I recently got married on October 5th, 2019, to my best friend and soulmate, and it was the most beautiful day. However, planning the ceremony wasn’t as easy, especially considering that his family is Christian and mine is Catholic, but I have a pagan belief system.
What’s a witch to do?
Spiritual Wedding Decor and Overall Aesthetic
For starters, I decided on a bohemian theme.
My bridesmaids wore flower crowns and different colored dresses in different styles. I wanted them to pick a dress that they loved and that was right for them, rather than something I picked out. I wanted a flower crown as well, instead of the traditional veil.
The men wore vests and plaid shirts, except for my groom, who wore a plain blue dress shirt and a special plaid bowtie that I picked out. We got married outside at a park that was special to my groom and I, so minimal decor was needed for the actual ceremony.
The Spiritual Wedding Ceremony
We rented the pavilion at the park— for free!— and decided on getting married under the willow tree beside it. Willow trees have always held a special place in my heart.
The “aisle” I walked down with my dad was grass, sidewalk, the middle of the pavilion, and three steps down to the tree. In case you couldn’t tell, I enjoy doing things differently.
For the entire ceremony, I was barefoot except for a pair of barefoot sandals because I wanted to be connected to the earth, my goddess.
The prelude and processional consisted of instrumental versions of songs that were significant to us, played by one of my coworker friends on acoustic guitar. Our recessional was played on bagpipes by the father of my childhood best friend as he led us down the “aisle.” Music is very important to us as a couple, so at the end of the ceremony, my husband played an acoustic song on guitar that he had written and shared with me just before we said “I love you” for the first time. I also sang a song to him (“All That I Am” by Amanda Sommerville) at our reception as a special surprise.
Our officiant was the mother of my childhood best friend, who had basically been a second mother to me since I was three. She is Catholic and a certified spiritual director, and I knew she would be supportive of our unique ceremony because she is very spiritual and open. During the ceremony, my husband and I stood in the middle of a circle of stones that represented a sacred space and was our simpler version of “casting a circle.”
We chose two readings, Corinthians 13 and a blessing called “The Elements of Love” that I found on Pinterest. The first piece I’ve always loved, and I always wanted it read at my wedding. I also thought the Catholic/Christian majority of the gathering would appreciate hearing a reading from the Bible. The second piece represented my strong bond with nature that had been growing since I was little and finally blossomed a couple years ago when I discovered pagan paths. The elements are very important to me, so I wanted them incorporated in our ceremony.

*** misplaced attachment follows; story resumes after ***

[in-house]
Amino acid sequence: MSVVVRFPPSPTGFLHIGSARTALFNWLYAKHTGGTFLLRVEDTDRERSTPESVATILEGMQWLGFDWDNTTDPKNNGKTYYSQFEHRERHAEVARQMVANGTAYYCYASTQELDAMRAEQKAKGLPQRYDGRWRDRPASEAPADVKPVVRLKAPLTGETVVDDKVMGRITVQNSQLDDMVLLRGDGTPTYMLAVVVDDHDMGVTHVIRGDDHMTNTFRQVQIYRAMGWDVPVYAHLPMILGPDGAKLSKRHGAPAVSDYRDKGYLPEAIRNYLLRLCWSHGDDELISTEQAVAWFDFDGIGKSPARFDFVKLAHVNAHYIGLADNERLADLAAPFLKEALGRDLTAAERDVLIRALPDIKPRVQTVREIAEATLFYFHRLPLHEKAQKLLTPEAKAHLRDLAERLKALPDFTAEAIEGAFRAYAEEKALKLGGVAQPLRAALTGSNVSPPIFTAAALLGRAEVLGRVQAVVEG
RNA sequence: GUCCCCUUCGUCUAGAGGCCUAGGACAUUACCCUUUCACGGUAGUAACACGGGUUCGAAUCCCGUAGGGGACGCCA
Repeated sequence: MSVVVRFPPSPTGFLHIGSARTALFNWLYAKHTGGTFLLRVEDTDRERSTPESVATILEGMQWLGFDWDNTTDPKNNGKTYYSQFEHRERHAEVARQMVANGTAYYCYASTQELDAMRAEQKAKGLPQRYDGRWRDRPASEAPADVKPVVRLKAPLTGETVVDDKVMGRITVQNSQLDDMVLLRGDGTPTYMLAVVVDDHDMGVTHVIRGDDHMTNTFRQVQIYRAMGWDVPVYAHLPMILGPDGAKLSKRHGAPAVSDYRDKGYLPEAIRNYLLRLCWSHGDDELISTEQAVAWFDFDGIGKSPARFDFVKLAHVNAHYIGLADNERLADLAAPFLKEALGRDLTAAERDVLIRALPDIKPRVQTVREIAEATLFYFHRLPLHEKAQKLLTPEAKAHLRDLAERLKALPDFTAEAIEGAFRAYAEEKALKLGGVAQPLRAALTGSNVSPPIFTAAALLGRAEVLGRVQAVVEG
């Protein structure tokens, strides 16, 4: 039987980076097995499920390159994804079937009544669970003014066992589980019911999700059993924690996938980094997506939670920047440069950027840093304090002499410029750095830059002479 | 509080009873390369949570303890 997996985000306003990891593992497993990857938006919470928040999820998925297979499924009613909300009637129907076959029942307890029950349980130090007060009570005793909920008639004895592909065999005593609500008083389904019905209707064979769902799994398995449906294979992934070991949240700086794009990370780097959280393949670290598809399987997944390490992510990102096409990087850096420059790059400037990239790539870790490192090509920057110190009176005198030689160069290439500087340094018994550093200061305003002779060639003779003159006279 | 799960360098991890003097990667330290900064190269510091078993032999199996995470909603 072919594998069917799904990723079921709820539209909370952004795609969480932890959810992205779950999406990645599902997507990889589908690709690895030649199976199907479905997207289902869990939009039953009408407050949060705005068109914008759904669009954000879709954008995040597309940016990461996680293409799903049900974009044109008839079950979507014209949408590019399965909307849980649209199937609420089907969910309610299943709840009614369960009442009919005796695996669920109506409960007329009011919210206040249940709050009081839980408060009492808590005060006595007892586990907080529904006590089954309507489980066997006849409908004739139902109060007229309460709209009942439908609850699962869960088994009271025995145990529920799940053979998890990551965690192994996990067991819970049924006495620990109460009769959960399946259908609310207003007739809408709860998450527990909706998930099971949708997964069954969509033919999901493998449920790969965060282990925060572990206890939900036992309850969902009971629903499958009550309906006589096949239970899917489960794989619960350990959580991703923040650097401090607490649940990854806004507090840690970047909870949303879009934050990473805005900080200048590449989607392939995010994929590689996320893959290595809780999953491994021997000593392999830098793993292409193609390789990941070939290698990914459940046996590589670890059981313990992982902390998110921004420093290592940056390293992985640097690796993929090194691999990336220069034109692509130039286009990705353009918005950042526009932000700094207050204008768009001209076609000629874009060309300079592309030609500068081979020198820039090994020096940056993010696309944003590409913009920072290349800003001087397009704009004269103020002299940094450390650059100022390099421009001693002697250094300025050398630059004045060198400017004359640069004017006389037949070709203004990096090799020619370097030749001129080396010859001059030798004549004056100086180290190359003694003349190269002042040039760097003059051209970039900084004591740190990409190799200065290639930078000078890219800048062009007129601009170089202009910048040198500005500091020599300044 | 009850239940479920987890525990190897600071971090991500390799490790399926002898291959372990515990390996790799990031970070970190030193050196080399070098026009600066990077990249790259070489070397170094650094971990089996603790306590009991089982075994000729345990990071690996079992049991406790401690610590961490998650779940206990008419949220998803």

Before the vows and ring exchange, we did a handfasting. Handfasting is an ancient practice used by many pagan traditions, as well as in other cultures, where two individuals have their hands tied together with ribbons or ropes to symbolize their union. My husband and I picked out our cords together at a craft store and chose a few little charms to thread onto them to personalize them. With each cord that was draped over our hands by our officiant, we made promises to love and support each other always.
I also chose the following handfasting reading that I found on Pinterest for our officiant to read before we tied the knot— yes, that’s where the saying comes from.
These are the hands of your best friend, young and strong and full of love for you, that are holding yours on your wedding day, as you promise to love each other today, tomorrow, and forever.
These are the hands that will work alongside yours, as together you build your future.
These are the hands that will passionately love you and cherish you through the years, and with the slightest touch, will comfort you like no other.
These are the hands that will hold you when fear or grief fills your mind.
These are the hands that will countless times wipe the tears from your eyes; tears of sorrow, and tears of joy.
These are the hands that will tenderly hold your children.
These are the hands that will help you to hold your family as one.
These are the hands that will give you strength when you need it.
And lastly, these are the hands that even when wrinkled and aged, will still be reaching for yours, still giving you the same unspoken tenderness with just a touch.
More about the Elements
When I chose the colors for my bridesmaids’ dresses, I actually didn’t have the elements in mind, but I ended up accidentally channeling them anyways. One wore navy blue (water), one wore mossy green (earth), one wore deep red (fire), one wore golden yellow (air), and one wore lavender, which I now interpret as the fifth element, spirit. I find this symbolism even more powerful since I didn’t plan it that way on purpose.
As gifts for my bridesmaids, I picked out a necklace with a different crystal for each of them that corresponded to the color of their dress while also having properties that I thought would be most meaningful to them individually. I found this a simple, yet powerful, way to incorporate my craft into my wedding while also expressing love and gratitude to the important women in my life.
I wanted my wedding day to be as magickal as possible, and it truly felt like something out of a fairytale. When I think back, I know the memories will always carry a special kind of energy.
Copyright 2020 Allison Campbell & Plentiful Earth, LLC. / All Rights Reserved.